Regulatory T-cells (TREG) are the gateway to immune function and typically regulate immune cell activation. Cytokines, including interleukin-2 (IL-2), induce T-cell differentiation and promote a regulatory phenotype. Once activated via the IL-2 receptor (IL-2R), a cascade of events in T-cells initiate signal transducer and activator of transcription 5 (STAT5) and Forkhead box P3 (FOXP3) activation which appear to function as important regulators of this immunologic pathway and promote the development and function of TREG cells. In non-Hodgkin lymphoma (NHL), we have found that intratumoral TREG cells are increased in number and suppress immune function. In previous work, we have found that TREG cells inhibit T-cell proliferation, suppress cytokine production and limit effector cell cytotoxicity. We have also shown that increased serum levels of soluble sIL-2Rα is a prognostic factor in NHL and that sIL-2Rα can bind to IL-2 and promote its signaling thereby increasing TREG cell numbers. In this study, we developed a strategy to inhibit the binding of IL-2 to sIL-2Rα with the goal of suppressing the induction of FOXP3 and decreasing TREG cell numbers. To do this, we developed peptides designed to disrupt the interaction between IL2 and sILRα.
In collaboration with CMDBioscienceSM, we developed and analyzed 22 peptide compounds derived by structure-based computational design. Initially, we screened each peptide at increasing concentrations using an ELISA assay to test the inhibition of IL-2/IL-2Rα binding by the solubilized peptide. Candidate peptides were then further tested using upregulation of pSTAT5 and FOXP3 in T-cells measured by flow cytometry as a measure of inhibition of IL-2 signaling. The peptides were developed according to different design hypotheses and grouped into different families; the screening ELISA results indicated 4 promising peptides that inhibited IL2/IL2Rα binding (up to 100% inhibition; max peptide concentration of 100uM). These peptides were then used to determine their effect on STAT5 and FOXP3 expression. A lead candidate peptide consistently reduced the expression of FOXP3 and STAT5 expression compared to cells not exposed to peptide. Use of the peptide to disrupt IL-2 signaling inhibited the development of cells with a TREG phenotype.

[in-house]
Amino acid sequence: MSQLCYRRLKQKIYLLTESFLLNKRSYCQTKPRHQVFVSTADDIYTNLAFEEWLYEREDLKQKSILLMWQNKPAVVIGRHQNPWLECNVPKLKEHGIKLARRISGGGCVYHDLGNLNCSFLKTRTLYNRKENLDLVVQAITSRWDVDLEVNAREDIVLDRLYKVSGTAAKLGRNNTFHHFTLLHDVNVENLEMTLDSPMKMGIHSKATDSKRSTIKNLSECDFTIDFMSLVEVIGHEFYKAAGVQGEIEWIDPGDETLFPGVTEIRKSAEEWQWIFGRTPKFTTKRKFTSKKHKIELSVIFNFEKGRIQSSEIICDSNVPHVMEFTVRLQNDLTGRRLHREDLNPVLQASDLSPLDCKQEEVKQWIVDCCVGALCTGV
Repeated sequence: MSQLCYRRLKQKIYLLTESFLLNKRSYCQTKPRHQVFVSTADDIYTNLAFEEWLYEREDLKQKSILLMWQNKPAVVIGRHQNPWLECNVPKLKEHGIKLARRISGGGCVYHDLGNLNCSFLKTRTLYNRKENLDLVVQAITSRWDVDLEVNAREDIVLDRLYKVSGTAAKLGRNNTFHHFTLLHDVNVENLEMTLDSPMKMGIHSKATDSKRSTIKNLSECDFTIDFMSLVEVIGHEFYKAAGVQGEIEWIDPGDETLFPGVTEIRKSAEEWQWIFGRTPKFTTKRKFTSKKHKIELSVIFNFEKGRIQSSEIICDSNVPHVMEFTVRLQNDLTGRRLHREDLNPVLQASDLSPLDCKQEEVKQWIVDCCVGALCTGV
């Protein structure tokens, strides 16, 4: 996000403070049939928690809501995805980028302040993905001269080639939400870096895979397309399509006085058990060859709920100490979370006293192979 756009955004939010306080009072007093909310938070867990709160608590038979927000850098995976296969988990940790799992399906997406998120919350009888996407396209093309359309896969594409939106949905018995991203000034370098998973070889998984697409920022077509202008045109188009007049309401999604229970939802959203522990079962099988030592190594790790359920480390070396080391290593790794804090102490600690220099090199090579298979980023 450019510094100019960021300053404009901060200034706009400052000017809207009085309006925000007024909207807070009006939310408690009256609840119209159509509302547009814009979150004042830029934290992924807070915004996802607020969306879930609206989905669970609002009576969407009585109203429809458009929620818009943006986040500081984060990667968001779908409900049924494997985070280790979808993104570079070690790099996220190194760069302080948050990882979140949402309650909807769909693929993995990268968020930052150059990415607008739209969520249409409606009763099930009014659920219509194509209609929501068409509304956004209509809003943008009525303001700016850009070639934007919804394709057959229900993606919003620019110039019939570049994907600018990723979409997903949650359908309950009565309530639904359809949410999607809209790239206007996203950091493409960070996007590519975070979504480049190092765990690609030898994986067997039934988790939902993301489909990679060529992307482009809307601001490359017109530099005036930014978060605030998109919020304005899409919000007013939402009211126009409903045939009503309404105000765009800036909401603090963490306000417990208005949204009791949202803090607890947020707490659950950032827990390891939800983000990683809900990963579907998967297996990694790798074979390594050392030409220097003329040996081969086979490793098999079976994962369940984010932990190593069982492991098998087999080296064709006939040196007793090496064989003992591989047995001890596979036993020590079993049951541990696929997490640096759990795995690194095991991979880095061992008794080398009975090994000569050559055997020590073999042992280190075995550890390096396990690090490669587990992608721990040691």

We conclude that structure-based peptide design can be used to identify novel peptide inhibitors that block IL-2/IL-2Rα signaling and inhibit STAT5 and FOXP3 upregulation. These peptides could be used as new therapeutic agents to limit immune suppression by TREG cells and promote a more effective anti-tumor immune response in NHL.
No relevant conflicts of interest to declare.
Asterisk with author names denotes non-ASH members.